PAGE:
FINDLAY, Ohio (May 3, 2012)—Cooper Tire & Rubber Co. reported a 48.1-percent improvement in operating profit for the quarter ended March 31 on the positive effects of improved price and mix.
Cooper's earnings improved to $47.7 million despite lower sales volumes, higher manufacturing and business and raw materials costs. Sales rose 9.1 percent to $984.3 million despite lower unit sales in North America and Europe.
Net income attributable to Cooper rose 37.6 percent to $21.6 million, or 2.2 percent of sales.
Cooper CEO Roy Armes noted this is Cooper's 11th straight profitable quarter, which he termed a “tribute to the resiliency of our business model.
“While demand has been sluggish for the industry, our new products continue to do well as we exceeded industry growth in many product lines,” he said. “We continue to believe that pent-up demand for broadline tires exists, although it is difficult to predict exactly when that demand will manifest.”
Armes said Cooper expects costs, driven by raw materials, to continue rising throughout the second quarter by as much as 5 to 7 percent.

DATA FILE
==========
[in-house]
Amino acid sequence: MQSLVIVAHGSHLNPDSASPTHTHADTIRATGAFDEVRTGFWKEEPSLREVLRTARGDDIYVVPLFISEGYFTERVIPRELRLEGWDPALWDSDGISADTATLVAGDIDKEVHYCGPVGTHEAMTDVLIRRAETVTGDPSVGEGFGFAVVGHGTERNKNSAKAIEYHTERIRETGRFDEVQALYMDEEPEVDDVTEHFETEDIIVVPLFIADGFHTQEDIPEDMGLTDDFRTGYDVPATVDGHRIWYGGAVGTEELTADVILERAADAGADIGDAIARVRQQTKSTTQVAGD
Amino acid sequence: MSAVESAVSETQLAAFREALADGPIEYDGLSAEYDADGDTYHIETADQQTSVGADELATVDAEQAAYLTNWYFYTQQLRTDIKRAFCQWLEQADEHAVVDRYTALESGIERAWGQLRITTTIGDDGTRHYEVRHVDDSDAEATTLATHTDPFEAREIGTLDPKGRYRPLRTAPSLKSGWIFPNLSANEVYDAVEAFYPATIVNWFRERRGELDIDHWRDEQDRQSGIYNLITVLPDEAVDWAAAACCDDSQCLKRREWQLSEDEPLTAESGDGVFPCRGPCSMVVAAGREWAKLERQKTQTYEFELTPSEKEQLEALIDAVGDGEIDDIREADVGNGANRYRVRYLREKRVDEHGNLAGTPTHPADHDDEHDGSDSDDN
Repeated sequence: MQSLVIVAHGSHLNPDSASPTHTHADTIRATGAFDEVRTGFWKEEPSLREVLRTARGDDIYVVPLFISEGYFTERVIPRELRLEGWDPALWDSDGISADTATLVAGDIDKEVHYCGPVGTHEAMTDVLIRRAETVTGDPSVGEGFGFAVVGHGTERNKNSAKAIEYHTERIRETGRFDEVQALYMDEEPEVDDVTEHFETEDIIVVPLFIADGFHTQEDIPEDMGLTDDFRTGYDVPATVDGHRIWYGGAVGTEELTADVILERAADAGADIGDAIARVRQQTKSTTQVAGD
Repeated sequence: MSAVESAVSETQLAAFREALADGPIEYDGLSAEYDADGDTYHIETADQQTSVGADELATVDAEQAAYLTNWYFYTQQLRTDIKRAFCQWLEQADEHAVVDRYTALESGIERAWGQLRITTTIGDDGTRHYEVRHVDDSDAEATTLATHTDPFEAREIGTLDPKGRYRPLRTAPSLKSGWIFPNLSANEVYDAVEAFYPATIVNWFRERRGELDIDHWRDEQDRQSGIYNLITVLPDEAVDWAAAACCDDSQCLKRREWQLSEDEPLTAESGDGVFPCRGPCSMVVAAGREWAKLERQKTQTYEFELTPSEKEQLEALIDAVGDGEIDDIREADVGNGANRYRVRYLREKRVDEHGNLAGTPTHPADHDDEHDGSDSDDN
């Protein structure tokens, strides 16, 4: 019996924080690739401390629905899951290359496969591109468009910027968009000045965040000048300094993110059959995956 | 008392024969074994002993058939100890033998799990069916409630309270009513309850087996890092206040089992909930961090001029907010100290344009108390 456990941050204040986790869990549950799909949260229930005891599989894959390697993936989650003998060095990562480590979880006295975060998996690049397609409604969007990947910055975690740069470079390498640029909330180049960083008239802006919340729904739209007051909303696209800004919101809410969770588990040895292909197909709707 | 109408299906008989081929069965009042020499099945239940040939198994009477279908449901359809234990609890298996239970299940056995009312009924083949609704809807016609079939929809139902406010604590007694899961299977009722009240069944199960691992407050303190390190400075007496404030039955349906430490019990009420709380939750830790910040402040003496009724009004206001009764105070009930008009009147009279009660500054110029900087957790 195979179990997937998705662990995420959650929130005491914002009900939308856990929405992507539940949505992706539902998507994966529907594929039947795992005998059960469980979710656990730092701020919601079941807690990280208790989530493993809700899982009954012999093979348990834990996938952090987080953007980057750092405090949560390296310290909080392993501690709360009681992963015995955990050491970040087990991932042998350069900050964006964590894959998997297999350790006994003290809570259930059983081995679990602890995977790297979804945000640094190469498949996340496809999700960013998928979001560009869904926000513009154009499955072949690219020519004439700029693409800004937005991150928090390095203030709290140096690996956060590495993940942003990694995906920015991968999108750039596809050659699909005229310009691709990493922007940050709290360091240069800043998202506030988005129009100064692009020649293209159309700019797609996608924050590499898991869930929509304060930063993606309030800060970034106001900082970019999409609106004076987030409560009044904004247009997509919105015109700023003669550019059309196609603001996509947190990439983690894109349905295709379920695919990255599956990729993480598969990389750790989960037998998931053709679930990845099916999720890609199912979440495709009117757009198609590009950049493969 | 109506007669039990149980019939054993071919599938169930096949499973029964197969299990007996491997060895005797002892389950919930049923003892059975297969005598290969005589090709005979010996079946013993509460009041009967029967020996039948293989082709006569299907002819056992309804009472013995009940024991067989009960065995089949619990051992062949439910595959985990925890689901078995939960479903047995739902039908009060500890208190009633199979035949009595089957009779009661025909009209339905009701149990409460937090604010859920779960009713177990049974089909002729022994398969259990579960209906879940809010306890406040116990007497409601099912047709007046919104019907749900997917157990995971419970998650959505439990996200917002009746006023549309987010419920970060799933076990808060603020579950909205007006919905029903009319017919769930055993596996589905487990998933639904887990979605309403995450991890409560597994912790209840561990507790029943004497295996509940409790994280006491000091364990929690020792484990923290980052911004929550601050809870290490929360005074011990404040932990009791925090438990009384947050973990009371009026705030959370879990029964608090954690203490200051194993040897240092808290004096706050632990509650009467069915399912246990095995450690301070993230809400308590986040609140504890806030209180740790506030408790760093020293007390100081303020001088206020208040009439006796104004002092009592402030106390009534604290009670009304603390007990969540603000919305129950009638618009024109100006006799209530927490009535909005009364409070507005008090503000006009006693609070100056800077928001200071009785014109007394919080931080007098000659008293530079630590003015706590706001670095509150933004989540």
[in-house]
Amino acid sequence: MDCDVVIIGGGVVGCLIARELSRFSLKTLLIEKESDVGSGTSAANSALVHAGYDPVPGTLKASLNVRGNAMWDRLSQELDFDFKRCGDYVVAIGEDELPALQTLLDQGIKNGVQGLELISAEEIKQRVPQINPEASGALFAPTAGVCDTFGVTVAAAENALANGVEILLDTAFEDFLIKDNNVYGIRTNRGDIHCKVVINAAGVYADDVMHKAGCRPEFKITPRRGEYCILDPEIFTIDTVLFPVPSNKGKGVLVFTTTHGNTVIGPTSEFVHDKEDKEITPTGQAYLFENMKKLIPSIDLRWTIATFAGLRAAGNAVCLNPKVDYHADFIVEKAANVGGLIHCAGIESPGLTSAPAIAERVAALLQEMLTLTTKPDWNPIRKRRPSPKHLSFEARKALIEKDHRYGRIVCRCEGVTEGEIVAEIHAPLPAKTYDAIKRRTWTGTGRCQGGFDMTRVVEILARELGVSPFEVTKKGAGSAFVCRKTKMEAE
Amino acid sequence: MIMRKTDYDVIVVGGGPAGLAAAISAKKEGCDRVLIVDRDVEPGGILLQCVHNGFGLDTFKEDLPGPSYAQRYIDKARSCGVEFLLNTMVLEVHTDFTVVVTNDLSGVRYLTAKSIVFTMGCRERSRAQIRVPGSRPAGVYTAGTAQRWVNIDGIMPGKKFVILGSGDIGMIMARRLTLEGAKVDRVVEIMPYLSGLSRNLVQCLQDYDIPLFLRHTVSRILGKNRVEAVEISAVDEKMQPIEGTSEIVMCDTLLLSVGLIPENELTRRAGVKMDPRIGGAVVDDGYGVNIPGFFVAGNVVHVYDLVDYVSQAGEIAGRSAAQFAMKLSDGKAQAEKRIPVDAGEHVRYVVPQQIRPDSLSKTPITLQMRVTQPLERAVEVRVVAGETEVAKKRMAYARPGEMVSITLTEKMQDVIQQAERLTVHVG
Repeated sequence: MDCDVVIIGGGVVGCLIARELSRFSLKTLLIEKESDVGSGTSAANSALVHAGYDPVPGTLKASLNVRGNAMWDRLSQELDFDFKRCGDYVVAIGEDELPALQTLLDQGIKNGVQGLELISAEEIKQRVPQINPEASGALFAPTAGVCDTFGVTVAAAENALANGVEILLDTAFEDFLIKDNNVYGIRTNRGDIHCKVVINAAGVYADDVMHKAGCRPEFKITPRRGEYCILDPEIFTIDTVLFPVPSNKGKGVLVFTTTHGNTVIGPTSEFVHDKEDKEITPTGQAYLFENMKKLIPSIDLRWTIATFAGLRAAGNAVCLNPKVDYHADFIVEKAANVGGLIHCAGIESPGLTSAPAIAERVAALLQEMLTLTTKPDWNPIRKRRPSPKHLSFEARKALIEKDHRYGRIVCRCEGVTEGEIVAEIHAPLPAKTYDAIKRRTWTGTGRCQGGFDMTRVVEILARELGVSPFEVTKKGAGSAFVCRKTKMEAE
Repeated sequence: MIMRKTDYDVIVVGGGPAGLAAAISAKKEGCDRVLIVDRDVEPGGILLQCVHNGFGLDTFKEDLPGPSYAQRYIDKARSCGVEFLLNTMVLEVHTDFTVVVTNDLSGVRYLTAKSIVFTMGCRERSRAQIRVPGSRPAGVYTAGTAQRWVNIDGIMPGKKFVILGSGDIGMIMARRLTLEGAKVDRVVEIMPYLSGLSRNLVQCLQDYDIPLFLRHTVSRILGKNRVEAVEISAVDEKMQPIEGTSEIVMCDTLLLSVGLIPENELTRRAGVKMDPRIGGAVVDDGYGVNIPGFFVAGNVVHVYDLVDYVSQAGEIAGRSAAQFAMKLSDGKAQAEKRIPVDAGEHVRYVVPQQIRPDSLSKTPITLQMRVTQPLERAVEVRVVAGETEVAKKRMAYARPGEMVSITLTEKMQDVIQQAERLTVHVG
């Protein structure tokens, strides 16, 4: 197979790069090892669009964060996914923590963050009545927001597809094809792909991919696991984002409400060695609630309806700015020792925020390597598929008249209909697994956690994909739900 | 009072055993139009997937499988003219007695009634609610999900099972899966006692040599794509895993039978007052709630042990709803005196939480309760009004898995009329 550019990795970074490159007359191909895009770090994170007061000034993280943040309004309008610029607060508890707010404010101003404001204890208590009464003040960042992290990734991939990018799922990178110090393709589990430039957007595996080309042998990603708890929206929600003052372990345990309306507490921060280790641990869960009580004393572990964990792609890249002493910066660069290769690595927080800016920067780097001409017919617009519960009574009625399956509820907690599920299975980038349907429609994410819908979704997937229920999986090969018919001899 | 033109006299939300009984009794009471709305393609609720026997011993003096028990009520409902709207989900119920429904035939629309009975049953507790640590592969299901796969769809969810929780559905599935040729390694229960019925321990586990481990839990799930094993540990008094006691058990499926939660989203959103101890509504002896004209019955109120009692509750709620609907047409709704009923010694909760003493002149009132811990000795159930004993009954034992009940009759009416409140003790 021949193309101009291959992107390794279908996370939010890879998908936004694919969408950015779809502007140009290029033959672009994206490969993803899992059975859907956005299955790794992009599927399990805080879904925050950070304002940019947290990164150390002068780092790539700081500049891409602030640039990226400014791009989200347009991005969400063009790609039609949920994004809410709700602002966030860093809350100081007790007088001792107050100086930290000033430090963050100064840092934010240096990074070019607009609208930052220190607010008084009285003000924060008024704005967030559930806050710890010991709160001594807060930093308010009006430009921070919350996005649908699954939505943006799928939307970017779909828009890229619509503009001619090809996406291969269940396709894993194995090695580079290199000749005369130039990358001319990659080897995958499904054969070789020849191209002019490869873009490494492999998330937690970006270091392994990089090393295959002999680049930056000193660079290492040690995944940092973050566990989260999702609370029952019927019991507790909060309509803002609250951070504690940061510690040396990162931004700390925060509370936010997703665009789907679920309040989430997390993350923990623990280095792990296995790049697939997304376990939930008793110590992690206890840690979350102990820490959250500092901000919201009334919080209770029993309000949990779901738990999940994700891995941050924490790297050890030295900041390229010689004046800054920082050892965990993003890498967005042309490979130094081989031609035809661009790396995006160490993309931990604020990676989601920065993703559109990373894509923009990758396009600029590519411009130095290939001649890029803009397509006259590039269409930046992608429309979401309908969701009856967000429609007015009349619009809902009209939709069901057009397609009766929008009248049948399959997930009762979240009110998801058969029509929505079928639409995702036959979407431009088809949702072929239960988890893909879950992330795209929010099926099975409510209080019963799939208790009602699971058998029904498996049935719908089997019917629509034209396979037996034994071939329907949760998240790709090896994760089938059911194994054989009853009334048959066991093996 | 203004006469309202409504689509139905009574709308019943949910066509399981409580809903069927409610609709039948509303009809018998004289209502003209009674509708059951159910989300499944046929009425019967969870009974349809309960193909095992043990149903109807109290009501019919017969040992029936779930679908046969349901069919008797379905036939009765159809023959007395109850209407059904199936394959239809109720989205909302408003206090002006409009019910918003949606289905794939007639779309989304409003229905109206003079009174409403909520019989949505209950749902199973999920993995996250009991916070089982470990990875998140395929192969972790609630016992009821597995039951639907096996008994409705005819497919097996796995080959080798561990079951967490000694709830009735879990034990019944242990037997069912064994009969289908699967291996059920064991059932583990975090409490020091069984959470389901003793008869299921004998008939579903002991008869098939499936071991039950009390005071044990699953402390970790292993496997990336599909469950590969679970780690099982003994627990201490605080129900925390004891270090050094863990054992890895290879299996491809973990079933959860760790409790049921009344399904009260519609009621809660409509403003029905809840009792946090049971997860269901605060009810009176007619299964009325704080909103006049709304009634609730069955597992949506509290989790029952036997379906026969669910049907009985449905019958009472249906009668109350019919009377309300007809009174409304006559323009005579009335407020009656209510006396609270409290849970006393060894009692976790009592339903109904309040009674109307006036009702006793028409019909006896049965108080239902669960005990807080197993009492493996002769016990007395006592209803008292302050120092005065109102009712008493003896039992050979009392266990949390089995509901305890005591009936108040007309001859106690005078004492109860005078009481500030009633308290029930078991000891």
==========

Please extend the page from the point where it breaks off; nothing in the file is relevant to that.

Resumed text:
Cooper said sales were up because of $71 million in improved price and mix contributions, which offset $8 million of higher raw material costs. Higher manufacturing costs, including $29 million related to the labor situation at the company's plant in Findlay, decreased results by $31 million.
Selling, general and administrative costs increased by $9 million as the company invested in expanding distribution networks and promoting Cooper brands. Startup costs related to the manufacturing operations in Serbia were $3 million.
In North America, Cooper achieved operating profit of $22.8 million, an increase of 6 percent. Sales rose 8.3 percent to $697.5 million despite 3-percent lower unit sales. Overall, the company's light vehicle tire shipments paralleled the replacement market's drop of 5.8 percent in the quarter, based on Rubber Manufacturers Association data, Cooper said.
Internationally, Cooper's operating earnings rose 63 percent to $32.6 million on 11.3-percent higher sales of $404.5 million. Shipments in Asia, driven by increased truck/bus radial and premium car tire sales, rose 8 percent while shipments in Europe dropped 10 percent.
Commenting on the rest of fiscal 2012, Armes noted there are “continued opportunities” for the company to increase shareholder value, including building on the momentum from new product introductions and driving cost savings through operational efficiencies.
“We have confidence that successful execution of initiatives aligned to our plan will move our business forward,” he said, “despite the volatile environment in which we operate. We remain optimistic about our future.”